WATERLOO — A Waterloo man was sentenced to 50 years in prison in the vehicular homicide death of a competitive cyclist and for selling meth.

Joshua Ray Summerhays, 39, of Waterloo, must serve about eight years in prison on the drug charge before he will be eligible for parole.

The charge — which stems from the crash in which he struck and killed Connie Inks, 54, while he had drugs in his system — doesn’t carry a mandatory minimum.

“The defendant took out a wonderful person in this case. She was a world-class athlete,” said Assistant Black Hawk County Attorney Jeremy Westendorf, who prosecuted the case.

Summerhays was sentenced Monday to 25 years each for charges of homicide by vehicle and conspiracy to deliver meth following a plea. Both sentences were stacked consecutively for a total of 50 years behind bars.

He was also ordered to pay $150,000 in restitution to Inks’ estate, and fined $5,000 plus costs and surcharges for the meth charge.

“I apologize for what happened. … I feel terrible, so I apologize to the family,” Summerhays said.

Inks’ relatives didn’t attend the hearing, and Westendorf said family members wanted to see a harsher punishment.

As part of the plea arrangement, the state agreed not to forward the drug charges to federal authorities, who had prosecuted other conspirators as part of the sweeping Operation Ice Pirates investigation.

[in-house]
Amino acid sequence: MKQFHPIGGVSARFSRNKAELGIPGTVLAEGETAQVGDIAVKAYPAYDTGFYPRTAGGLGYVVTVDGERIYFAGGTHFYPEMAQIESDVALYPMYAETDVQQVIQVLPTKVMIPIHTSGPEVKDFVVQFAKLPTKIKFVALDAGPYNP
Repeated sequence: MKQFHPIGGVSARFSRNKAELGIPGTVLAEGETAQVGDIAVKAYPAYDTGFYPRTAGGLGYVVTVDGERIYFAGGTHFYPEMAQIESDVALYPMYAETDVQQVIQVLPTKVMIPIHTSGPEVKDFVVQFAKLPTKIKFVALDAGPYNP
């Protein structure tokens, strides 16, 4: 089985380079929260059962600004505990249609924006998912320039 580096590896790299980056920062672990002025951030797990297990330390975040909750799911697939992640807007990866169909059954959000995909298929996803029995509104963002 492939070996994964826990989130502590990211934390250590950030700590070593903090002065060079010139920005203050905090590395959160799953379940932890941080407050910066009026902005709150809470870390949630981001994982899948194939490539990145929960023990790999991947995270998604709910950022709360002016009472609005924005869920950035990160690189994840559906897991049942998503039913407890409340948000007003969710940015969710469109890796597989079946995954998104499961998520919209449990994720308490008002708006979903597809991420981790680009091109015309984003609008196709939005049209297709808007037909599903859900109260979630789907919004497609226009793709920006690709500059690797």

According to court records, agents intercepted more than 500 drug-related conversations involving Summerhays over the span of one month in 2015 with the help of an FBI wiretap. Officers searched his home in July 2017 and found a digital scale and meth, but he wasn’t arrested at the time.

Inks, a tool designer at John Deere, started out competing in body building, and she took up competitive rowing after recovering from an illness that sidelined her for a year. After another injury, Inks found cycling — road racing, mountain bike racing and time trials — which is what she was training for when she was struck.

“She would compete in 40K time trial races, and she competed nationally,” Westendorf said.

According to sheriff’s deputies, Inks was pedaling south on U.S. Highway 218 just outside of Washburn around 6 a.m. July 2 when she was hit from behind by a Ford Edge driven by Summerhays. Inks was pronounced dead at Covenant Medical Center.

Summerhays told deputies he didn’t see the bicyclist and was having a problem with glare. But his passenger told police Summerhays had made a comment about the bicyclist while he was driving, and even noted she was wearing something reflective, according to court records.

The passenger said she had been playing country music on her tablet, and Summerhays wanted her to play something else and glanced over to show her a playlist, according to court records. That’s when the crash happened, according to the account the passenger gave investigators.

Black Hawk County sheriff’s deputies noticed signs of intoxication during field sobriety tests. Westendorf said chemical tests showed Summerhays had methamphetamine in his system.

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